Disclosure: In August-September 2013, and throughout 2014 into early 2015, I have been aggressively buying the shares of emerging-market country funds whenever they have appeared to be most undervalued. Since June 2013, I have added periodically to funds of mining shares and related assets especially following their most extended pullbacks. Starting in December 2013 I had been buying HDGE whenever it has traded below 13 dollars per share, and more recently whenever it has retreated below 12, with the idea of selling it perhaps in 2017 or whenever we are completing the next U.S. equity bear-market bottoming pattern; HDGE is an actively managed fund which sells short various U.S. equities. From my largest to my smallest position, I currently own GDXJ, KOL, XME, HDGE, GDX, SIL, COPX, REMX, EWZ, RSX, IDX, GXG, ECH, GLDX, URA, FCG, VGPMX, BGEIX, VNM, ZJG (Toronto), NGE, PLTM, EPU, TUR, SILJ, SOIL, EPHE, and THD. In the late spring of 2014, I sold all of my SCIF which had briefly become my fourth-largest holding, because euphoria over the Indian election was irrationally overdone and this fund had more than doubled. I have reduced my total cash position since June 2013 to approximately 4%-5% of my total liquid net worth in order to increase my holdings in the above assets. I sold all of my SLX by acting whenever steel insiders were doing likewise. I expect the S&P 500 to eventually lose about two thirds of its December 29, 2014 peak value--with most of that decline occurring in 2016-2017. The Russell 2000 Index (IWM) barely achieved a new all-time top on July 1, 2014 and again on December 31, 2014, but these were both less than 1% above its March 6, 2014 high. The Russell Microcap Index (IWC) has never surpassed its zenith from March 6, 2014. Meanwhile, the S&P 500 Index set a new all-time high on numerous occasions during the same ten-month period. This marks a classic negative divergence which previously occurred in years including 1928-1929, 1972-1973, and 2007. Those who have "forgotten" or never learned the lessons of past bear markets are doomed to repeat their mistakes.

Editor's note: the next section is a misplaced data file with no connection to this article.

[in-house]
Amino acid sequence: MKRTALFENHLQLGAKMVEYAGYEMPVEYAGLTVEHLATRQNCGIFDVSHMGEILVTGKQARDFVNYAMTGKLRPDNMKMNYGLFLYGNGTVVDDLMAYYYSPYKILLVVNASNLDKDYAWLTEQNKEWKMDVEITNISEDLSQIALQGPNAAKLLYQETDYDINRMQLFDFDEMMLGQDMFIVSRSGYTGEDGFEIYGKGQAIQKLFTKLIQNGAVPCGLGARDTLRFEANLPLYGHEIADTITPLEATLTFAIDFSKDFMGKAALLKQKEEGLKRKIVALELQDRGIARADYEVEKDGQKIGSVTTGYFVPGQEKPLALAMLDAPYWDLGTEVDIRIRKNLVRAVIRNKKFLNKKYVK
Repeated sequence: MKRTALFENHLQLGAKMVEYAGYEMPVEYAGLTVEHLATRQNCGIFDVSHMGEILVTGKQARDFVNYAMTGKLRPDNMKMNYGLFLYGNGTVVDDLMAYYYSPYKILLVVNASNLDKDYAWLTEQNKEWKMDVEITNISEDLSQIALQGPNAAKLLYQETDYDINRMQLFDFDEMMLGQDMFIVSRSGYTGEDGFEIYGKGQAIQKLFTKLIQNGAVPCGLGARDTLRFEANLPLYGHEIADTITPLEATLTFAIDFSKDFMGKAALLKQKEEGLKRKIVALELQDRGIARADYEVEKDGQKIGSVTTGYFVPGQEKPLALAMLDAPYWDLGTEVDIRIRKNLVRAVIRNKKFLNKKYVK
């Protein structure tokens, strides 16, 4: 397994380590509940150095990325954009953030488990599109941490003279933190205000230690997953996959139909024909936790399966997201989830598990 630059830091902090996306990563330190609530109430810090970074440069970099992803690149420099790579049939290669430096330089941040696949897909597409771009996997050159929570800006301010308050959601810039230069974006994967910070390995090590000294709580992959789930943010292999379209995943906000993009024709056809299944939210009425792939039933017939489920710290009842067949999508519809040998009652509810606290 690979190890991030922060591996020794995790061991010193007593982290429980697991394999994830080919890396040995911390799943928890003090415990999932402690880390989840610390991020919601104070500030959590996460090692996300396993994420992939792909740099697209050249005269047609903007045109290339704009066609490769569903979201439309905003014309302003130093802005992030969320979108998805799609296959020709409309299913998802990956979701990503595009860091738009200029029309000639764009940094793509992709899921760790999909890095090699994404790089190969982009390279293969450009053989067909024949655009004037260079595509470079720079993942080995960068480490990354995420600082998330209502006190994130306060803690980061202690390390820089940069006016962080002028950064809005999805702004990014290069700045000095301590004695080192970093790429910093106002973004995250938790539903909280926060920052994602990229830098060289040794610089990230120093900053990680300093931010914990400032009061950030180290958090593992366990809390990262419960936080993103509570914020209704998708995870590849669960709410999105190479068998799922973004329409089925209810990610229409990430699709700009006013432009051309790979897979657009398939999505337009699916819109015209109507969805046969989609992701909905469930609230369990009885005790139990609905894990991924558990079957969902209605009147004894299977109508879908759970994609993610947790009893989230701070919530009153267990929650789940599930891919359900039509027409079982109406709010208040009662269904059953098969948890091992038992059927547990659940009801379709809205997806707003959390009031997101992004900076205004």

Thursday, January 8, 2015

    "Be a contrarian. Buy when others are smiling at you. Keep purchasing as they snicker at you. As they start laughing at you, become fully invested. It might not be apparent to the financial markets now, but in all probability, gold is in the initial stages of a major bull cycle." --Irwin T. Yamamoto